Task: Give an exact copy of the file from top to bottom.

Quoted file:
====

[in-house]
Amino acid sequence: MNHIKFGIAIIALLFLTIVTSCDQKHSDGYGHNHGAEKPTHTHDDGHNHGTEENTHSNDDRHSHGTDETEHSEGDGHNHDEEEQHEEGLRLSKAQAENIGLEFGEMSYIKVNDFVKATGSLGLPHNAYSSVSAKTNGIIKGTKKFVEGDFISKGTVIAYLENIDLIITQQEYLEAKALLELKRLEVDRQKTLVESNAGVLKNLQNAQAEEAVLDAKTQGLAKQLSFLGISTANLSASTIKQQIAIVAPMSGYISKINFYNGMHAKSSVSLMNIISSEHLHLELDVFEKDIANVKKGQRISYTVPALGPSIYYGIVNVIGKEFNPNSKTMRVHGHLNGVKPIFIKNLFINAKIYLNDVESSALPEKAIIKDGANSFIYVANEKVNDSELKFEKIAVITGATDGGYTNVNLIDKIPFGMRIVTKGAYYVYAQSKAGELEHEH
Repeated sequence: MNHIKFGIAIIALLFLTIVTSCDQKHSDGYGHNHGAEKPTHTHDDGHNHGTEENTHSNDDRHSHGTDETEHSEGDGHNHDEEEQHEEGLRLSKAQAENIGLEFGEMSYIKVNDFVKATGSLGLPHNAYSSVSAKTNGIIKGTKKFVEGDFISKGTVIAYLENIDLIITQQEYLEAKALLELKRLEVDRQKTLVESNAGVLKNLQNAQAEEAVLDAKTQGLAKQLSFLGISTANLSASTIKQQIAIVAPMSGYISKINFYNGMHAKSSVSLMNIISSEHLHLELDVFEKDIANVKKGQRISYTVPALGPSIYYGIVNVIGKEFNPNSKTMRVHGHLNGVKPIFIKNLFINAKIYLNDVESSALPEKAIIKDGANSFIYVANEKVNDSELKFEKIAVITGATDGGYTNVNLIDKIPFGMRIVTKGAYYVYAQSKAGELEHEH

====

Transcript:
[in-house]
Amino acid sequence: MNHIKFGIAIIALLFLTIVTSCDQKHSDGYGHNHGAEKPTHTHDDGHNHGTEENTHSNDDRHSHGTDETEHSEGDGHNHDEEEQHEEGLRLSKAQAENIGLEFGEMSYIKVNDFVKATGSLGLPHNAYSSVSAKTNGIIKGTKKFVEGDFISKGTVIAYLENIDLIITQQEYLEAKALLELKRLEVDRQKTLVESNAGVLKNLQNAQAEEAVLDAKTQGLAKQLSFLGISTANLSASTIKQQIAIVAPMSGYISKINFYNGMHAKSSVSLMNIISSEHLHLELDVFEKDIANVKKGQRISYTVPALGPSIYYGIVNVIGKEFNPNSKTMRVHGHLNGVKPIFIKNLFINAKIYLNDVESSALPEKAIIKDGANSFIYVANEKVNDSELKFEKIAVITGATDGGYTNVNLIDKIPFGMRIVTKGAYYVYAQSKAGELEHEH
Repeated sequence: MNHIKFGIAIIALLFLTIVTSCDQKHSDGYGHNHGAEKPTHTHDDGHNHGTEENTHSNDDRHSHGTDETEHSEGDGHNHDEEEQHEEGLRLSKAQAENIGLEFGEMSYIKVNDFVKATGSLGLPHNAYSSVSAKTNGIIKGTKKFVEGDFISKGTVIAYLENIDLIITQQEYLEAKALLELKRLEVDRQKTLVESNAGVLKNLQNAQAEEAVLDAKTQGLAKQLSFLGISTANLSASTIKQQIAIVAPMSGYISKINFYNGMHAKSSVSLMNIISSEHLHLELDVFEKDIANVKKGQRISYTVPALGPSIYYGIVNVIGKEFNPNSKTMRVHGHLNGVKPIFIKNLFINAKIYLNDVESSALPEKAIIKDGANSFIYVANEKVNDSELKFEKIAVITGATDGGYTNVNLIDKIPFGMRIVTKGAYYVYAQSKAGELEHEH